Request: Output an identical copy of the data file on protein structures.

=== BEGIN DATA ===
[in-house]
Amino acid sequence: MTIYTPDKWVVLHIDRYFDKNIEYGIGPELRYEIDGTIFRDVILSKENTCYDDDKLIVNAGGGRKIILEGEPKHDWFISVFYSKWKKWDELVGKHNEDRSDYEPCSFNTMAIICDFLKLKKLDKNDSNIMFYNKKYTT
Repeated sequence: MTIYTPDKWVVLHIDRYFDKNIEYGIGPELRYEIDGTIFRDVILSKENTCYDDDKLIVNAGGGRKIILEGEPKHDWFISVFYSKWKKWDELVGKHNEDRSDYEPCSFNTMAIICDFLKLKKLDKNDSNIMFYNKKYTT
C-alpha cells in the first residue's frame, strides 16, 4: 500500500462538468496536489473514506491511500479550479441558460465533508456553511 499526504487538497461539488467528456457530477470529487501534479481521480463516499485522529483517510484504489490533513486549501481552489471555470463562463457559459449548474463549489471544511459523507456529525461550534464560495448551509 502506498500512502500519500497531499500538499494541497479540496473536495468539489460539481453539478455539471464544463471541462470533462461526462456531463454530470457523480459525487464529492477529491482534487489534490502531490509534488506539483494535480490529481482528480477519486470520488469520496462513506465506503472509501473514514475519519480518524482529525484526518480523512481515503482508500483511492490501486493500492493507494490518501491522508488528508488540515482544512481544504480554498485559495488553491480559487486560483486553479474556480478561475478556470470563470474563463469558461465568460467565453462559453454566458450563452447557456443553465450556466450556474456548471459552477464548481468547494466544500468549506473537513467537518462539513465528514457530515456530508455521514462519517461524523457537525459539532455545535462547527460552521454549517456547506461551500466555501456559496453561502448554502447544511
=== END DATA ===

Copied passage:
[in-house]
Amino acid sequence: MTIYTPDKWVVLHIDRYFDKNIEYGIGPELRYEIDGTIFRDVILSKENTCYDDDKLIVNAGGGRKIILEGEPKHDWFISVFYSKWKKWDELVGKHNEDRSDYEPCSFNTMAIICDFLKLKKLDKNDSNIMFYNKKYTT
Repeated sequence: MTIYTPDKWVVLHIDRYFDKNIEYGIGPELRYEIDGTIFRDVILSKENTCYDDDKLIVNAGGGRKIILEGEPKHDWFISVFYSKWKKWDELVGKHNEDRSDYEPCSFNTMAIICDFLKLKKLDKNDSNIMFYNKKYTT
C-alpha cells in the first residue's frame, strides 16, 4: 500500500462538468496536489473514506491511500479550479441558460465533508456553511 499526504487538497461539488467528456457530477470529487501534479481521480463516499485522529483517510484504489490533513486549501481552489471555470463562463457559459449548474463549489471544511459523507456529525461550534464560495448551509 502506498500512502500519500497531499500538499494541497479540496473536495468539489460539481453539478455539471464544463471541462470533462461526462456531463454530470457523480459525487464529492477529491482534487489534490502531490509534488506539483494535480490529481482528480477519486470520488469520496462513506465506503472509501473514514475519519480518524482529525484526518480523512481515503482508500483511492490501486493500492493507494490518501491522508488528508488540515482544512481544504480554498485559495488553491480559487486560483486553479474556480478561475478556470470563470474563463469558461465568460467565453462559453454566458450563452447557456443553465450556466450556474456548471459552477464548481468547494466544500468549506473537513467537518462539513465528514457530515456530508455521514462519517461524523457537525459539532455545535462547527460552521454549517456547506461551500466555501456559496453561502448554502447544511